Little did I know eight years ago that purchasing two prints at a dressage show in California would lead to the horse adventure of a lifetime. The paintings, by artist Johann Hamilton, were done in the 1600s. They depict two most-elegant horses: one, the color black, performing a courbette and the other a bay performing a levade. Because of their unusual characteristics—a small head on an elegant, long neck with a round body—I thought these horses were perhaps an artistic interpretation. But I was to learn later, after a trip to Italy, that the Neapolitan horse (now known as the Napoletano)—a breed I had never heard of—was indeed real and truly had those characteristics.
The Neapolitan horse, a breed started in the year 1200, had become nearly extinct by the 19th century. Today there are only 30 of them left—one at my farm in Edinburg, Virginia, and the remaining 29 near Naples, Italy. During the Roman Empire the Neapolitan horse was used as a warhorse. Centuries later he became sought after by the aristocracy because his lightness in movements allowed him to be ridden in a more royal manner. He also became very desirable for riding because of his aptitude for high-school movements.
My journey to discover this remarkable horse started last year when I met a woman named Paola Gaspa. She had moved to the United States from Italy and was looking for a classical dressage trainer. We began talking about horses that were well suited for classical work when she described a horse that I had never heard of called a Napoletano. My mind went straight to the horses in my prints. Excited, I retrieved them to show her. Sure enough, she said that these were the Italian breed. Then their fascinating story began to emerge. In fact, she knew the story firsthand. She had met the breeder who had spent nearly a lifetime working to revive the breed, and she had been to his stable in Piano di Sorrento near Naples to see these horses.
The breeder she spoke of was Giuseppe Maresca, a Neapolitan coffee entrepreneur. It all began some 30 years ago, when a 26-year-old Maresca was visiting a coffee grower with his father in Brazil. The Brazilian coffee grower was a collector of rare horses and questioned young Maresca about a rare Italian horse. He thought since he was from Naples that surely he could help him acquire a Napoletano. Though Maresca knew nothing of these horses, his interest was piqued, and the challenge was on.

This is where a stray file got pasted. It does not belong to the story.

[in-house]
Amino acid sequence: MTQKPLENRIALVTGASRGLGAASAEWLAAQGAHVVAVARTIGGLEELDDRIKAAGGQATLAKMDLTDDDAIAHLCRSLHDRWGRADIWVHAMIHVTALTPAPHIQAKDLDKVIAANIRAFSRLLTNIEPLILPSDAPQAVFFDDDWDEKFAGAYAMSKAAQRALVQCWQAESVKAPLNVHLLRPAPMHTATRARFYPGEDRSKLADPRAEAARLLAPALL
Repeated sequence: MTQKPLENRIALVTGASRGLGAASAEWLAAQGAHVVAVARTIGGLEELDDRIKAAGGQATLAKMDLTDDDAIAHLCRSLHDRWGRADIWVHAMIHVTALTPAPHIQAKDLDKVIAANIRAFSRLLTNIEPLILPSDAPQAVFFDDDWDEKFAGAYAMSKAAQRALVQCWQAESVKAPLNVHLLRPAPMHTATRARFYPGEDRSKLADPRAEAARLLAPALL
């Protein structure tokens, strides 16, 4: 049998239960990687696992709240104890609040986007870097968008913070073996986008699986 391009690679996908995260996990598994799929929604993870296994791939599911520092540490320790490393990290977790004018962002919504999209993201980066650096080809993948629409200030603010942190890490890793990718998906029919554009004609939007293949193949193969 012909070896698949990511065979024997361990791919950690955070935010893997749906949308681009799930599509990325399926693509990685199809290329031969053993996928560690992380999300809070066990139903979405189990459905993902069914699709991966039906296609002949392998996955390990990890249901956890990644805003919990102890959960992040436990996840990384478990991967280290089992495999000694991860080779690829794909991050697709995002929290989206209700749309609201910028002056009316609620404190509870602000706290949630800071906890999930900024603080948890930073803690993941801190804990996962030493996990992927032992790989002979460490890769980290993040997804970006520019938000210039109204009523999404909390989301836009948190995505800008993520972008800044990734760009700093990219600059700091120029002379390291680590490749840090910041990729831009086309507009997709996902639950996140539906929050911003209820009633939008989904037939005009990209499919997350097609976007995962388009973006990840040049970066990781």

Maresca began his research in 1970, consulting equestrian archives and retrieving historical documents and images. Unfortunately, he could not find a horse for the Brazilian coffee grower.
Then the quest became his own personal obsession. He consulted books and manuscripts on horsemanship and even viewed and measured horse skeletons at the ancient ruins of Pompeii and Herculaneum. After acquiring in-depth knowledge of this lost breed, Maresca was able to reconstruct the steps of the Napoletano’s existence over three centuries.
“It is a horse breed introduced by the Etruscans, enhanced with crossbreeding with Berber races in Roman times,” Maresca explains. “I found the first herds in Capua and Nola. These horses were known all over the world for their elegance, their proud self-carriage and majestic gaits: They were purchased by the Austrians to create a new line of Lipizzan breeding stallions.”
Fifteen years later, Maresca found a Napoletano. “When in Serbia, I found the first [Napolitano] horse,” he says. “I couldn’t believe my eyes. It was exactly what I had seen in the books.”
However, this was just the beginning of a long journey with many trials and tribulations along the way. It took another 10 years to produce a purebred foal.
Since then, Maresca has received international awards for his work on reviving a nearly lost breed. In 2003 a ministerial decree was issued in recognition of the existence of the Neapolitan breed. There is even a book published telling his story, La fabuleuse aventure du cheval napolitain, written by Maria Franchini, a Neapolitan woman living in France. Recently, Maresca has established the National Academy of Equestrian Art, with the intent to resume the tradition of pure horsemanship, once well established in Naples.
This past May we presented my own Napoletano gelding, Nesso, at my farm in Virginia. Maresca attended to give a presentation about the breed along with his plans to begin a grand tour in and around Naples that would take people to historical sites surrounding the history of the Napoletano horse and classical dressage. The one-and-only Napoletano in the United States today, Nesso is from the fourth generation of Maresca’s breeding program and considered by Maresca to be a good representative of the breed because of his overall body structure and harmony of movement.
And finally, the two horse prints that now hang on my living-room wall can be called by their name, the ancient Italian Napoletanos.